Massachusetts Needs Firm Rules on Noncompetition Agreements

The more you see noncompetition disputes play out in courtrooms or, more commonly, between law offices, the more it becomes clear that the Massachusetts Legislature needs to step in and set some rules in this area of law.  Regardless of viewpoint on  this often contentious topic, it’s hard to argue against a clear legislative statement that noncompetes are either permitted or banned. In the former case, clear guidelines as to who can be restricted from work, where and how long restrictions can apply, and the procedural prerequisites to the signing and enforcement of noncompetition agreements should be enacted.

While a boon to lawyers, the fact-driven and case-specific approach courts now take to noncompetition disputes otherwise benefits no one but unscrupulous or overly zealous employers and, of course, their attorneys. The problem with current law is its uncertainty. As with any set of what’s referred to as common laws — that is, rules developed in the courtroom and not formally enacted into law by legislative bodies — noncompetion law in Massachusetts lends itself to individualized judicial approaches that can yield inconsistent results. Because fights between employers and their former employees in this area are so common, the Legislature needs to act. Given the various efforts to enact noncompetition legislation in recent years, it should by now have a firm grasp of the concerns of opponents and proponents alike and be capable of bringing a balanced approach to a new noncompetition statute.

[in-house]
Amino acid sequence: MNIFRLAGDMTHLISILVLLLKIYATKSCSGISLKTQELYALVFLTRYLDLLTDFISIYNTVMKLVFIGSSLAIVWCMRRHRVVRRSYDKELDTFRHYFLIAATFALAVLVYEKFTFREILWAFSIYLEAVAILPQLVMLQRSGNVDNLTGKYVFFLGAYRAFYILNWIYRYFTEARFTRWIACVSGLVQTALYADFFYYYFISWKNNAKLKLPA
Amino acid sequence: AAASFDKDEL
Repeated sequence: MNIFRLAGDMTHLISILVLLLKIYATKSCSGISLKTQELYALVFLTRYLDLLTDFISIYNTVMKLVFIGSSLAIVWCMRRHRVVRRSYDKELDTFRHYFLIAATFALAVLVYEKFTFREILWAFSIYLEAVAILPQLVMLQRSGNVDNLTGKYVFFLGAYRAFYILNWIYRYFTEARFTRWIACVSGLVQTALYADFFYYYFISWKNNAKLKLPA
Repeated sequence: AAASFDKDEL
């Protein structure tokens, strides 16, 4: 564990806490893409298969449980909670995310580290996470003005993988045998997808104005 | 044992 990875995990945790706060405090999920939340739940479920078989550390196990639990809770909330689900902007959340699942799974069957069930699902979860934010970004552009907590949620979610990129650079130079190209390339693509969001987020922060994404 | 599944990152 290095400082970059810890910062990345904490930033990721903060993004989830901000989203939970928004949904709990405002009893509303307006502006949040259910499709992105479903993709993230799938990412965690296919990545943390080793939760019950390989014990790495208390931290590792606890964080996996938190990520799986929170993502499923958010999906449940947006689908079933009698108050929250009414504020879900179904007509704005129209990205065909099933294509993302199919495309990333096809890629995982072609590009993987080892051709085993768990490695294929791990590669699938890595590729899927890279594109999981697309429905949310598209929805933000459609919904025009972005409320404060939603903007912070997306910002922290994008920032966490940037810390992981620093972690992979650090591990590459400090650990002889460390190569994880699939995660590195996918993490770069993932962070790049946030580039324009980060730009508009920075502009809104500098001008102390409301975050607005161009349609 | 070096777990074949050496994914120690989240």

Among the rules that would bring immediate improvement to the current system by decreasing costly disputes is one requiring employers to provide copies of their proposed noncompetition agreements to their new hires as part of initial offers of employment. Gone quickly would be courtroom battles about whether a  contract was properly formed, as required by law. A rule defining when an absolute bar to employment with a competitor is permissible would also be useful, as would one clearly defining what constitutes “solicitation” of either customers or employees. The precise contours of legislative action is far less important, in this writer’s view, at least, than is the creation of a new statute that clearly defines what employers can do with noncompetition agreements and what they cannot.